LEESBURG — Tim Tompkins, an Iraq war veteran who has been struggling to cope with stresses created on the battlefield, is now headed to a hospital to be evaluated and to receive the care he needs, Leesburg Police Chief Charles Moore said Wednesday.
Tompkins caused school officials in Lee County to lockdown schools Wednesday morning after he wandered away from home following a confrontation in which he reportedly threatened to hurt himself.
Believed to have been armed with a knife, Tompkins was found a friend’s house on River Road just after noon and was placed into protective custody without incident. Moore said Tompkins is a veteran who needs help dealing with the stresses of combat and that he won’t be facing any charges.
“He’s a man who saw a lot of things in Iraq that he’s now having trouble dealing with,” Moore said. “And the worst part about it is that he tried to get help through the VA hospital in Dublin but they wouldn’t take him. ... Now, if you need help, and you try and get help and are turned away, that’s just wrong.”
Moore said that Tompkins suffers from what is believed to be post-traumatic stress and is prone to having flashbacks of Iraq.
When he disappeared Wednesday morning and was believed to be armed, Lee Primary School went into lockdown and, according to the Lee School system, “that caused a domino effect and every school in the system” followed suit as a precautionary measure.
Around 9 a.m. Wednesday, Tompkins posted on his Facebook page “I see dead ppl,” which prompted one of his friends to ask if he was losing his mind.
“Yea I am,” he replied.
His social media page lists his education and his employer as “USMC,” or the U.S. Marine Corps.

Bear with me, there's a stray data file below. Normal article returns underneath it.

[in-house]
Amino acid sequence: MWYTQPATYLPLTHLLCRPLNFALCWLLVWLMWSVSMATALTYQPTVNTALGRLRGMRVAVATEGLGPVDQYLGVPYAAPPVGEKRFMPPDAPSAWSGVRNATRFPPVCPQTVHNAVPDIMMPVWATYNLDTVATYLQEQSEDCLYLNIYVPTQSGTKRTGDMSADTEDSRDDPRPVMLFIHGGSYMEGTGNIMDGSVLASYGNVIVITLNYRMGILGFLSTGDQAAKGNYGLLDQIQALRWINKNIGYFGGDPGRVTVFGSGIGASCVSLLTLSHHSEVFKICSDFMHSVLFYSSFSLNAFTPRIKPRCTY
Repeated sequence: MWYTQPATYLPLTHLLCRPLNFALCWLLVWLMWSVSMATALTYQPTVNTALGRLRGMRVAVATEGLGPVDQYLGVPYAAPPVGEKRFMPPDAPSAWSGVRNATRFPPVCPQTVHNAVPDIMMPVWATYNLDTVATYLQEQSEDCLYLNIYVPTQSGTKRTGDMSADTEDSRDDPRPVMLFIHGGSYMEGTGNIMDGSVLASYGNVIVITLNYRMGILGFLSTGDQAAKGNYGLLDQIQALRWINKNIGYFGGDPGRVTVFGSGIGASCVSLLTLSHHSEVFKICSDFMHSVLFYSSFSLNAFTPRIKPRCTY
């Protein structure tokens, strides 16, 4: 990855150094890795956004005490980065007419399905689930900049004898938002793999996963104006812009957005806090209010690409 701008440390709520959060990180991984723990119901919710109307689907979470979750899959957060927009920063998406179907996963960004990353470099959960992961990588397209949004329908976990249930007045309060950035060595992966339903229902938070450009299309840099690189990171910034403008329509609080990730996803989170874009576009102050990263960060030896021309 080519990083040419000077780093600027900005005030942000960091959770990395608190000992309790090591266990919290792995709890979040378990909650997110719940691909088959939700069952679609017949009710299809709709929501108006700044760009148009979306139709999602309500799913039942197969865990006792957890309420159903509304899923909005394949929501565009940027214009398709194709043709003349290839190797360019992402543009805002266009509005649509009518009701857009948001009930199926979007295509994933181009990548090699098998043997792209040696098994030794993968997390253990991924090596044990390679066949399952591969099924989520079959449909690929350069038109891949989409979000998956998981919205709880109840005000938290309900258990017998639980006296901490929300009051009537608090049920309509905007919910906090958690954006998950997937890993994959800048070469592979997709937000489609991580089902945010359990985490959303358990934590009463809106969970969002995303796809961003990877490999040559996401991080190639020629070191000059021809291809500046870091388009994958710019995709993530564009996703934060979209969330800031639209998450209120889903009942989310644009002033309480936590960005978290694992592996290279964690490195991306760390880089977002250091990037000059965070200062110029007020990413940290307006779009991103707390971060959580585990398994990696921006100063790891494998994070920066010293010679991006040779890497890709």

Veterans returning to the U.S. with some sort of psychological infirmity is a common occurrence in the post-9/11 world, according to the veterans’ advocacy group Veterans for Common Sense.
According to a 2010 hearing before Congress, officials from the group told legislators that 313,000 veterans who had been deployed at least once into a war zone had been diagnosed by the VA with at least one mental disability upon their return.
Drilling down further, the group says that 171,000 of those veterans had been diagnosed with actual Post Traumatic Stress Disorder. In 2010, the group says, 84,000 veterans were awarded disability claims through the VA for treatment of PTSD.
The group also points to a 2009 study done by Stanford University that concluded that as many as 35 percent of returning veterans from Iraq or Afghanistan have PTSD.
That data conflicts with a 2008 RAND Corporation study published on the VA’s website of veterans of Operation Enduring Freedom and Operation Iraqi Freedom that says that PTSD was discovered in roughly 13.8 percent of the 1,938 participants of the study.
Staff writer Terry Lewis contributed to this report.